Good points. I’ve done some guest blogging in the past, and it is something that can help you improve and expand your writing. It enables you to possibly reach a different audience than you otherwise might have, and it places some constraints upon you and what you write – which I think helps in becomeing a better writer.
Thank you. I need to stretch out and write a few more non patent/paper based posts than I have been lately.
We are, to use an old cliche, each of us standing on the shoulders of giants. Hemingway was very good.
One of the strengths of blogging is that you can publish something everyday if you want to, in posts that are short enough for someone to read in a few minutes and possibly learn from.
One of the problems with blogging is that most people don’t visit a blog with the expectation that they will be spending most of the day there reading a single post. 🙁
When I write about topics that can be fairly complex, such as a search related patent, I’m not sure if it would be useful or helpful to write about many of the basics with each post. They would be pretty long posts, and I wouldn’t have time to do too much else with my day.
There are some great resources that do cover a lot of the basics, including blogs that focus upon search related news and topics geared towards beginners, guidelines from the search engines, and others.
One of the constraints of any writer is that they have to make some decisions about who their audiences might be, and try to do their best to write to those audiences. That may mean that beginners might not find discussions about advanced topics very accessible, and that is one of the risks of choosing to write about more advance topics sometimes.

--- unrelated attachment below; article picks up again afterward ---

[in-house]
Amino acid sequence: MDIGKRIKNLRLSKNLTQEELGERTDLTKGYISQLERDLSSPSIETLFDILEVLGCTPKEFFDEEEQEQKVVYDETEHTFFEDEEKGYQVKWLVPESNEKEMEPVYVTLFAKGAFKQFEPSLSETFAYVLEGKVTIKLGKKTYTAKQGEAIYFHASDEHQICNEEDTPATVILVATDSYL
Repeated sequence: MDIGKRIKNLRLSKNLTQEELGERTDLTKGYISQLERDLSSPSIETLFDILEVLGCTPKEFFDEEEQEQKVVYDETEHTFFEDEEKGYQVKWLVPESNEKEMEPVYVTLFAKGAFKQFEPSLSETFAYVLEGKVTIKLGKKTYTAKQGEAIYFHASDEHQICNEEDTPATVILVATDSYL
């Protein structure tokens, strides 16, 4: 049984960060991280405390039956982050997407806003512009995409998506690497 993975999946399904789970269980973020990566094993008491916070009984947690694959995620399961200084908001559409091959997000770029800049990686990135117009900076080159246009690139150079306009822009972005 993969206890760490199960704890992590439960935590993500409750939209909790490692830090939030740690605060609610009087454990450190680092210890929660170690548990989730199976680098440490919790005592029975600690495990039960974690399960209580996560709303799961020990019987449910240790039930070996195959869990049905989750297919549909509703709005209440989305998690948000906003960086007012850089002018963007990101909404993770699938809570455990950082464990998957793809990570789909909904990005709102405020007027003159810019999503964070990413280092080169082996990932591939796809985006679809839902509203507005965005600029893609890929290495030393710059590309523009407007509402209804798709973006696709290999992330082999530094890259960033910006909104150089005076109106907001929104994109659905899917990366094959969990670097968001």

I believe that there’s always the potential to learn from one another if we only open ourselves up to the possibility.
Well, comparison can be a good way to learn more about writing. Being honest to ourselves we can say that we have all learned from reading each otherâ€™s blogs, havenâ€™t we?
On the other side I donâ€™t do well when I spend a lot of time comparing myself with other writers. Too much comparison leaves me feeling a bit inadequate and overwhelmed..
The best way when reading other blogs f.e. should be to spend as much time that u lean something useable but not too much time so you dont get caught up unhealthy comparisons.
Itâ€™s still YOUR writing style that will make ppl love to read ur postings.
Thereâ€™s so much to learn in order to be successful in this field and it is so amazing that there are so many learning materials and tips out there such as this article.
Interesting post. I think that we all have something to learn from the work of others. We each have our own unique style and should never outright copy someone else. But looking at the work of others can sometimes inspire our own work and push us to improve.